Many Australian retailers are beginning to realise the importance of the web as a distribution channel and lucrative revenue stream. Only a few organisations are currently benefiting from an early adopter advantage in the online marketplace whilst the masses are still in the starting blocks paralysed by their lack of website investment. Hitwise research confirmed this trend in August 2008 when it highlighted that in the Australian marketplace pure play online businesses are streaks ahead of the competition in the online space.
The Facts – Online Consumer Spending in Australia
If your organisation is yet to be convinced by the opportunity, the following statistics demonstrate the value of an online distribution channel;
– Australian shoppers spent an average of $1,097 buying products online in 2008, with the forecast for 2009 set to defy the offline recessionary trends.
– Despite the current economic conditions, online spending in Australia is set to increase by 12 percent in 2009.
– According to IBIS World, online retailing is forecasted to be $15.8 billion in Australia. In 2006, online retailing was $11 billion – which equates to 44% growth in 3 years.
Getting Ahead of The Competition
If your organisation clearly understands the opportunity and is looking to seize the potential of the online channel, it is important that you are not only playing catch up. To be successful your organisation will need to build a presence that will outperform the influx of new competition that I believe is on the horizon in the next 12 months.
I have detailed 3 of the most important considerations below that I feel are pertinent for successful websites wishing to gain drive significant levels of revenue from the online channel over the coming years.
Portability relates to the ability for site users to take your content and move it into their own online environment. As the internet has evolved users are becoming accustom to the many social tools available to share content freely. Thus it is important for organisations to determine how their consumers and the brand can benefit from content portability. At a very basic level content can be made portable through social bookmarking or by offering code for videos or blog articles that users can embed into their own blog or online environment to share with their network. As a more advanced approach, sites may create widgets (that deliver content) which can be placed on users social network pages or start up pages ie iGoogle or PageFlakes. This type of strategy provides users with more frequent brand exposure and provides the opportunity for organisations to benefit from viral distribution of content through user networks.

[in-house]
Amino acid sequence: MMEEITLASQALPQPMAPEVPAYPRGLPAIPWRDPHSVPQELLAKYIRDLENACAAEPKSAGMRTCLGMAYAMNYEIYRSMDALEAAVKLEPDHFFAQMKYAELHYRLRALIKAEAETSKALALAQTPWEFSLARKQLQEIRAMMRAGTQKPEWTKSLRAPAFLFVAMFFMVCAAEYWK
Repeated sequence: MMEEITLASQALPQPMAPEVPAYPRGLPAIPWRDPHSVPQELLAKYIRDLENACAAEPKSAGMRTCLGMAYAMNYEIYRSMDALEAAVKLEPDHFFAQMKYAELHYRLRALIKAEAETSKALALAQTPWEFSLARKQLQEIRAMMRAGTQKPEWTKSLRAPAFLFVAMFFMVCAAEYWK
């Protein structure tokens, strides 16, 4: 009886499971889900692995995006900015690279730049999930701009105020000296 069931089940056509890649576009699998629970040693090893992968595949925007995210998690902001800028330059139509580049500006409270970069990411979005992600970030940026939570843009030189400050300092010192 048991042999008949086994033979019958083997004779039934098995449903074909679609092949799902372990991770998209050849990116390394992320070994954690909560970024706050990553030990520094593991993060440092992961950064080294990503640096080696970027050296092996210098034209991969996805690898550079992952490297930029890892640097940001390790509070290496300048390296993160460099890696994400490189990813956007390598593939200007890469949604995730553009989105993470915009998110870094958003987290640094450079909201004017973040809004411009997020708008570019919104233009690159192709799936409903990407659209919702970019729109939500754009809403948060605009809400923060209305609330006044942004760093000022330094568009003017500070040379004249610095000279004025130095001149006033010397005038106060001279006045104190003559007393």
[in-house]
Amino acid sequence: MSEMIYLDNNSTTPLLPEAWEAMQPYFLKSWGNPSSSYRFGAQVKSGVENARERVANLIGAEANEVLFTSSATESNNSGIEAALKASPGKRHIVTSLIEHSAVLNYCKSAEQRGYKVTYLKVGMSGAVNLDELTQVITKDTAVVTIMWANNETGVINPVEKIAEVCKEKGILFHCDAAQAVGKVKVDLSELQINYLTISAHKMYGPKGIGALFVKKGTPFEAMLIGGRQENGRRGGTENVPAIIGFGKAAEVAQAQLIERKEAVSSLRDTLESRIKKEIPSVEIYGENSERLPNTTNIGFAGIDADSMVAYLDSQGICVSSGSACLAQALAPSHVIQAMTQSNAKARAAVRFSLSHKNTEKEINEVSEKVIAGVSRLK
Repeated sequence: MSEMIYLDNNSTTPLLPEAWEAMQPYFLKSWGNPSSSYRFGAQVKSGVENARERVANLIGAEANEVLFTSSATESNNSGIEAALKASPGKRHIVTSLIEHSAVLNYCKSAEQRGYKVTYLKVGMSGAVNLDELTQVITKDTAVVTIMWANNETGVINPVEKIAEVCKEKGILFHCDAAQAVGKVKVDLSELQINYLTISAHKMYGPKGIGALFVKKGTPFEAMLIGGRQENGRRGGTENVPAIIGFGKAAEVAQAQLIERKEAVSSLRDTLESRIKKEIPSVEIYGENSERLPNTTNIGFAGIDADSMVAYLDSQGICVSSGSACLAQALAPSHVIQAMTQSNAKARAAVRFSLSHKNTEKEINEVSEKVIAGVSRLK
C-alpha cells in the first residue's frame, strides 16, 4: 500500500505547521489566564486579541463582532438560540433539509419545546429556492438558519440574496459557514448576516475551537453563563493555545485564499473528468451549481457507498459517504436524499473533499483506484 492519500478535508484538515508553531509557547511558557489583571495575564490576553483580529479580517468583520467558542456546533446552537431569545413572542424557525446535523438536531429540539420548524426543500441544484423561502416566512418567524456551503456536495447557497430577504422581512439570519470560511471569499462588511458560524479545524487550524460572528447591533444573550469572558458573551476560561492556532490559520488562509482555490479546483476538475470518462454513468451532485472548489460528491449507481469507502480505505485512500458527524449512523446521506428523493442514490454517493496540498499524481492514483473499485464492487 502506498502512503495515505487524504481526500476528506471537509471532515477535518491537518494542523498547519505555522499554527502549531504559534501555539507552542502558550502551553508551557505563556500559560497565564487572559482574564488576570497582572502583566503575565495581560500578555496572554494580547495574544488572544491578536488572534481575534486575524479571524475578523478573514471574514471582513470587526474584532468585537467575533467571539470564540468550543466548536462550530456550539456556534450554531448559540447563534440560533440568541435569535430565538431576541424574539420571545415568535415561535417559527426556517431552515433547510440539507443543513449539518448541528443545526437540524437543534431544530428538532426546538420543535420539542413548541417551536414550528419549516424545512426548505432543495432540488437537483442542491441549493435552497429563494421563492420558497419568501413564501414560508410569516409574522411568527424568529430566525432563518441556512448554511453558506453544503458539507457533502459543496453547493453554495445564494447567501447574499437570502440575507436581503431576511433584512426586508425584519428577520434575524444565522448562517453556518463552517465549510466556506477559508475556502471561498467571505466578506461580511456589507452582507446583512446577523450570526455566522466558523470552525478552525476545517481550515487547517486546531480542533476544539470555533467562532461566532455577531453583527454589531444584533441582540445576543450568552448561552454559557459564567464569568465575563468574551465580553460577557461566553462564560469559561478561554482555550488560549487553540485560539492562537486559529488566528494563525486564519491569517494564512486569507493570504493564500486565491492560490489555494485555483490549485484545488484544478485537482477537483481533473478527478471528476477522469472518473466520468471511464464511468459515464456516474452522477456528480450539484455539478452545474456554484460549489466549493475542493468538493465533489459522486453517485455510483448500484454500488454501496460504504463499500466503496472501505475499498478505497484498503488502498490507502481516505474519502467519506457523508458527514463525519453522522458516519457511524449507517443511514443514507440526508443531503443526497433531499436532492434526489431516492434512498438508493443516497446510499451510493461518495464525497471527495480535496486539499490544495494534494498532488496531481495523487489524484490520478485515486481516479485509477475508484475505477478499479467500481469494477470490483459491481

With Australian consumers spending an increasing amount of time on the web and less time on corporate sites, personalisation of the web experience is of increasing importance.
Personalisation is not a new concept but its lack of deployment has left most sites with a static and unengaging experiences. The BBC.co.uk demonstrates outstanding innovation in this field enabling users to create their own personalised home page. As the site is built with widgets users can re-arrange it to inline with their “news preferences” thus users are served with the content they want to see – boosting interactivity and engagement on the site. Personalisation also extends to delivering tailored content based on a users onsite behaviour.
But personalisation does not need to be so elaborate, serving users with content or products based on a users profile, geographic location or prior transactional history is a step in the right direction for many static sites. In addition organisations can use basic cookies to remember previous search queries so users are not faced with repetitious tasks like continually specifying their search query. Sometimes these subtle differences can make a world of difference when it comes to improving the user experience.
Community & Collaboration
The web is now characterised by many communities working collaboratively to share and exchange ideas and solve problems – so why can’t users do the same on your site. In the retail space, consumers rely on other consumer experiences to drive decision making for purchases. Many sites lose significant levels of traffic as users go in search of knowledge and assistance provided by the many opinions and reviews online. As a result it is important for organisations to consider how the community and collaboration element can be built into site architecture.
Does this mean you need to build a forum or integrate review functionality into your site? Not necessarily, for example many travel websites have benefited from integrating reviews from TripAdvisor into their site rather than building their own. The benefit of doing so is that many of these brands will never have the rich content offered by a leader in the travel review market. Brands which can integrate community elements or build partnerships to deliver this to its users will be able to add a further dimension of engagement which is needed to compete in the web 2.0 space.
Do you have any additional trends that you wish to share, why not do so below.